Salem Radio Network News Thursday, January 20, 2022


At least 16 dead amid clashes between armed groups in Colombia’s Arauca

BOGOTA (Reuters) – At least 16 people have been killed in Colombia’s Arauca province amid fighting between illegal armed groups, the country’s human rights ombudsman said on Monday, adding that 12 families had been displaced.

Fighting broke out over the weekend in Arauca – which sits on the border with Venezuela – as members of the National Liberation Army (ELN) fought with dissidents of the Revolutionary Armed Forces of Colombia (FARC), who reject a 2016 peace deal. They were fighting over control of illegal economies such as drug trafficking, Colombia’s army said in a statement late on Sunday.

The violence harks back to the mid 2000s, when the FARC and ELN fought each other in Arauca and the neighboring Venezuelan state of Apure.

By the time fighting ceased in 2010, more than 58,000 people had been displaced in the province and at least 868 civilians had been killed, according to a report from advocacy group Human Rights Watch (HRW), which cited the government-run Colombian Victims’ Unit.

Some 5,000 people fled Apure at the end of March last year amid clashes between Colombian armed groups and the Venezuelan military.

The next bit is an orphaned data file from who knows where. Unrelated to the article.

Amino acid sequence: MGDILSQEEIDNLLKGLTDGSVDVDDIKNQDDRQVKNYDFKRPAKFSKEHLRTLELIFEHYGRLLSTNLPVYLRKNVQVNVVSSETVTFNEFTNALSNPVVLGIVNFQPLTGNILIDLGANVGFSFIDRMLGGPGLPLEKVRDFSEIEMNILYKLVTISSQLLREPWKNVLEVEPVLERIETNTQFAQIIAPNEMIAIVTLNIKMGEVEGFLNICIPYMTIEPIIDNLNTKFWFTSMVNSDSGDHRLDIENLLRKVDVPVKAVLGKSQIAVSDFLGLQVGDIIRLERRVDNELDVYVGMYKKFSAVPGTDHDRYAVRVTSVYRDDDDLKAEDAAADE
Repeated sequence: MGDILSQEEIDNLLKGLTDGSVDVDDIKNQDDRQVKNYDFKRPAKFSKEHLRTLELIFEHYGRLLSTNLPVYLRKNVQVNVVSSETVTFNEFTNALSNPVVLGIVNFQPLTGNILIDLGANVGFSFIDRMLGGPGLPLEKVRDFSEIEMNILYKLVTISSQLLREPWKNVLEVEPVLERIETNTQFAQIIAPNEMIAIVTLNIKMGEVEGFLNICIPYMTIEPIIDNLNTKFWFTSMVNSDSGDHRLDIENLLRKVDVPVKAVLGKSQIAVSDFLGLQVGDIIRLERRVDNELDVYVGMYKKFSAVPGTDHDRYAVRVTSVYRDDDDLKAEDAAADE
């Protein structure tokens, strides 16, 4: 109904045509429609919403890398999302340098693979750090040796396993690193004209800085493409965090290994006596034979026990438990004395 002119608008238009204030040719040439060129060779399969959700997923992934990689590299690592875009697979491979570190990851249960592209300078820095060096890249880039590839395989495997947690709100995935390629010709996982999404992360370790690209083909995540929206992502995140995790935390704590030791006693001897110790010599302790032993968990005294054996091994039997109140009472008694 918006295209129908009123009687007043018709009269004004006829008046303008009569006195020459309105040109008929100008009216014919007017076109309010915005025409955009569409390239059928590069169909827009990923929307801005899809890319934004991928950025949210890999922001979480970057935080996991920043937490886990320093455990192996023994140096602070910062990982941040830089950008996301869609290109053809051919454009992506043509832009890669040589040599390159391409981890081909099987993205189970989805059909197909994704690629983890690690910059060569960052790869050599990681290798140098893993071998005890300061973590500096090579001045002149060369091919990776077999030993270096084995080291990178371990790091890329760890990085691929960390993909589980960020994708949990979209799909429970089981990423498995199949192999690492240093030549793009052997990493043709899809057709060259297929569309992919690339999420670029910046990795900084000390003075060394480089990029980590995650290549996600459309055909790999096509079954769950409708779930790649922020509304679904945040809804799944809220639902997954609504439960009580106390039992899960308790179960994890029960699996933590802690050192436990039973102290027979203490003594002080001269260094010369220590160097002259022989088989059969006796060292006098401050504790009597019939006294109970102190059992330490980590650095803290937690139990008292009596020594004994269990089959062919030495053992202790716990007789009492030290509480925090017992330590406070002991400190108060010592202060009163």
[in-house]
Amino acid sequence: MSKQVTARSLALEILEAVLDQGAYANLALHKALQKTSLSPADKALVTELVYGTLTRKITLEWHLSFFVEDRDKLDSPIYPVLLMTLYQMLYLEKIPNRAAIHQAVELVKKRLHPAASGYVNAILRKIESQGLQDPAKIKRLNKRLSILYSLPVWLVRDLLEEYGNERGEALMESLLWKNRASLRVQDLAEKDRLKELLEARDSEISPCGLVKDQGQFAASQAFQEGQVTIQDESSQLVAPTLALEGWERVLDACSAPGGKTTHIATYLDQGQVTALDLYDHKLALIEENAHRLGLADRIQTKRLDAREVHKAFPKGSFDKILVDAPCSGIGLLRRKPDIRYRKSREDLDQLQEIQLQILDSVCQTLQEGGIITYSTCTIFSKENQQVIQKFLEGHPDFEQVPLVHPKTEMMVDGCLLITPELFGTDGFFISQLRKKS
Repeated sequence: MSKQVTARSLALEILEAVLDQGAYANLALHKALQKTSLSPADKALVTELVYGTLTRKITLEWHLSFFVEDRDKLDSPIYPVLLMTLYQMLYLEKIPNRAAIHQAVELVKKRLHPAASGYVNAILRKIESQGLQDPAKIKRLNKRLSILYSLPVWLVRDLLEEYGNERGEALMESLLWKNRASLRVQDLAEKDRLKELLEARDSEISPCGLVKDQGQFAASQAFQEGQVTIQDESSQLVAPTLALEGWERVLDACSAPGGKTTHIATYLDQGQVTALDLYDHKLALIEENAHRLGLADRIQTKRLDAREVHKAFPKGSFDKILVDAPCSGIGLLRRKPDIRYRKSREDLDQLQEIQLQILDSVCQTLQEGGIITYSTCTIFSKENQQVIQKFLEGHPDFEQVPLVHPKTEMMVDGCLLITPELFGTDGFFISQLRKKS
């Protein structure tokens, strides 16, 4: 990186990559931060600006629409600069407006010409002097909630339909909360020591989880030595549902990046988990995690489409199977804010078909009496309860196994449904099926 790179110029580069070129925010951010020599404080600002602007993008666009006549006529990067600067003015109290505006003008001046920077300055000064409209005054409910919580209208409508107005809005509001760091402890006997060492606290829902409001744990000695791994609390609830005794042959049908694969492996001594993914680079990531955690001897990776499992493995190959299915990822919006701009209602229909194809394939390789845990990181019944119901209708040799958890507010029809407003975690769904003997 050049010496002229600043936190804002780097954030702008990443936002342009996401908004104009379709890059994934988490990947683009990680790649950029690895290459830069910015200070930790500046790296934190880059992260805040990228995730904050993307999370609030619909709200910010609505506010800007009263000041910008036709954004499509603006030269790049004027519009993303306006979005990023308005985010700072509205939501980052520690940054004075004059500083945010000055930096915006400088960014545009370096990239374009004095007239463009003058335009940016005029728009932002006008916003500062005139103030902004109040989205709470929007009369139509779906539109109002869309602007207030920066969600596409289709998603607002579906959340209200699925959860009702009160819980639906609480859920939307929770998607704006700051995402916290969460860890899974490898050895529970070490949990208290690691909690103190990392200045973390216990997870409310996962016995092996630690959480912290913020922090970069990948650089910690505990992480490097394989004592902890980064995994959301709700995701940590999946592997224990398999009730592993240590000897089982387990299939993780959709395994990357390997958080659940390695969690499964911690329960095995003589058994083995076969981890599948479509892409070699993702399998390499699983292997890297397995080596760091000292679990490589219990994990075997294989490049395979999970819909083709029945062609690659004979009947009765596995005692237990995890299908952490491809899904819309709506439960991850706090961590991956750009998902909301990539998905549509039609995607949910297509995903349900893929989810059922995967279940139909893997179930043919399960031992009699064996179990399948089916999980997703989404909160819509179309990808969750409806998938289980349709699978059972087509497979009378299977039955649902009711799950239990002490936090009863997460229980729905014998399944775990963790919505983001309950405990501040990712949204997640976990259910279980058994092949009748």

So far, HRW has received reports of 24 deaths due to the violence, the group’s senior investigator for the Americas Juan Pappier said in a message on Twitter, adding that there had also been forced displacements and kidnappings.

“We are very concerned about the fighting between the ELN and dissidents of the FARC’s 10th front in Arauca and Apure,” Pappier said.

Colombia’s President Ivan Duque convened a meeting of military and police leaders to assess the situation in Arauca and to take measures to address it.

“I have ordered that two battalions be deployed within the next 72 hours to help with the task of territorial control,” Duque said in a video broadcast.

Colombia’s government accuses Venezuela’s President Nicolas Maduro of harboring FARC dissidents and ELN combatants, something Maduro has repeatedly denied.

(Reporting by Oliver Griffin, Editing by Rosalba O’Brien)


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